(Reuters) – U.S. stock index futures were steady on Wednesday after another record close for the S&P 500 and the Nasdaq, while investors watched progress in the government’s multi-trillion-dollar investment plans.

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Department store operator Nordstrom Inc was a notable mover premarket, sliding 11.4%, after quarterly revenue declined 6% from pre-pandemic levels and the company flagged supply chain issues and stiff competition.

Major Wall Street lenders were mixed, while industrials including Caterpillar Inc and 3M Co inched up about 0.3% after the Democratic-controlled U.S. House of Representatives approved a $3.5 trillion budget framework and agreed to vote by Sept. 27 on a $1 trillion Senate-passed infrastructure bill.

The S&P 500 posted its 50th record high close of this year on Tuesday as positive news on COVID-19 vaccines raised hopes of a swift economic recovery after mixed data recently.

Focus is now on the Federal Reserve’s annual economic symposium at Jackson Hole on Friday for views on when the central bank will start tapering its massive asset purchases program.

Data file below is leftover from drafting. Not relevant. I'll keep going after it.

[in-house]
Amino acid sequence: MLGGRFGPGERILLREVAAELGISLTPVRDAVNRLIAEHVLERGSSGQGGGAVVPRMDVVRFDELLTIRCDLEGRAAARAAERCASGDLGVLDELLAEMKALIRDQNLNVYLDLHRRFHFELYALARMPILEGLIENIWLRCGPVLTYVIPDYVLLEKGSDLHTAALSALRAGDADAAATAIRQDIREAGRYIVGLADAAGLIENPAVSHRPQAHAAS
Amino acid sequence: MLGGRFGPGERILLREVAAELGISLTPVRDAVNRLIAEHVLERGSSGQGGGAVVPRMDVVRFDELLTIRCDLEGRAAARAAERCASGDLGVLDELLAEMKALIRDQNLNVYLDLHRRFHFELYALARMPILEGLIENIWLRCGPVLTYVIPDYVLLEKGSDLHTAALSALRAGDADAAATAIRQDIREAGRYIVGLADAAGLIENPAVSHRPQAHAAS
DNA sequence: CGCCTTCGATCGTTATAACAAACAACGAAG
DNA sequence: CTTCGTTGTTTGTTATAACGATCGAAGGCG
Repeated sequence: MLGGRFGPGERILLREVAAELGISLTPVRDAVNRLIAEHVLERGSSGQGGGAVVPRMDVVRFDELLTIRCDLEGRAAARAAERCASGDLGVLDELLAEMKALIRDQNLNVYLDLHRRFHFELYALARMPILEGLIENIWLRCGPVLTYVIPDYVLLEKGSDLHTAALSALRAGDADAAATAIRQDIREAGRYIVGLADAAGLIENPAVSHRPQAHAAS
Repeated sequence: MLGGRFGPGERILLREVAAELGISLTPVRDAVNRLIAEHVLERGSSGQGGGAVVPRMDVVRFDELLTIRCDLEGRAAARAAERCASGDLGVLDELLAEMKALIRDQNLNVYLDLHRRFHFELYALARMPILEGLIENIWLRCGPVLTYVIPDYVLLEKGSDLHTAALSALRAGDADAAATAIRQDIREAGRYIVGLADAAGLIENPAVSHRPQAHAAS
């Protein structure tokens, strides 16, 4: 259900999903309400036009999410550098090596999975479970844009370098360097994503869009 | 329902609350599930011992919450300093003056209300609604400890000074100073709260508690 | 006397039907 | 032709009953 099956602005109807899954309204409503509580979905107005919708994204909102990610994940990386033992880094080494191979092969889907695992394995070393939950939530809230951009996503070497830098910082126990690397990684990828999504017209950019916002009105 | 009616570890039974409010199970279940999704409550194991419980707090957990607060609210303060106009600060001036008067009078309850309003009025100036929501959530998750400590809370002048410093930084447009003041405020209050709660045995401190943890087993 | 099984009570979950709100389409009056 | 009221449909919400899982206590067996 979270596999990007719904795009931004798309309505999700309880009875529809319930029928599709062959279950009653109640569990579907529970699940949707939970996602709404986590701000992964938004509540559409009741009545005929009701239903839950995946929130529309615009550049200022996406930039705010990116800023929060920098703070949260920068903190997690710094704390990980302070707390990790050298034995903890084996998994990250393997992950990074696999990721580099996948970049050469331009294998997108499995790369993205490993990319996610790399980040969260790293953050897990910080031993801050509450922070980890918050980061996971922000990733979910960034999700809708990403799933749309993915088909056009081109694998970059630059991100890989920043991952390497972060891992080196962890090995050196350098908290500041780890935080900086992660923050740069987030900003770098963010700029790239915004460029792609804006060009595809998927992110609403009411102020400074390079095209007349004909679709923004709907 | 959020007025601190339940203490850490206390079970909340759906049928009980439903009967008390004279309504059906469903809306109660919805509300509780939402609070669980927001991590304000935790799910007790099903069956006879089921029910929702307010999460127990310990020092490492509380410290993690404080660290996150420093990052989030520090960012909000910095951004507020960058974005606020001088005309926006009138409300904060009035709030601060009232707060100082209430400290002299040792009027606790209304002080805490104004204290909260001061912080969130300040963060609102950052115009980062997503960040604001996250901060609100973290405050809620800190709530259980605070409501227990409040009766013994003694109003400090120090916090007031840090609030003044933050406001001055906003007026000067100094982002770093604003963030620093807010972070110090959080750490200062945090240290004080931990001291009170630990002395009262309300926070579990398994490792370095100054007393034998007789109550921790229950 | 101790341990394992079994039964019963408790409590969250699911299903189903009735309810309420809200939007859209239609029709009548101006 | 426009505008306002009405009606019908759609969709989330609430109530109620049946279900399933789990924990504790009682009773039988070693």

“The market’s interpretation of the eventual announcement is much more likely to be dictated by how slowly purchases are unwound, not whether they begin in November or December,” said Hugh Gimber, global market strategist at J.P. Morgan Asset Management.

“Equity markets continue to cheer the amount of liquidity in the system, but the Fed will not be blind to the longer-term risks of policy that is too supportive for too long.”

Meanwhile, Reuters calculations showed that global corporate profits in the third quarter are likely to fall for the first time in 18 months after record earnings in April-June.

At 7:11 a.m. ET, Dow e-minis were up 13 points, or 0.04%, S&P 500 e-minis were up 0.75 points, or 0.02%, and Nasdaq 100 e-minis were down 2 points, or 0.01%.

A Commerce Department report, due at 8:30 a.m. ET, is expected to show durable goods fell 0.3% in July after rising 0.9% in June.

Shares of several retail trading darlings, including GameStop, AMC Entertainment and Koss Corp, rose between 1.4% and 4.8%, a day after dealing over $1 billion in losses to short sellers in late heavy volume trading on no apparent news.

Campbell Soup Co fell 1.2% after Piper Sandler downgraded the Prego pasta sauce maker’s stock to “neutral” from “overweight”.

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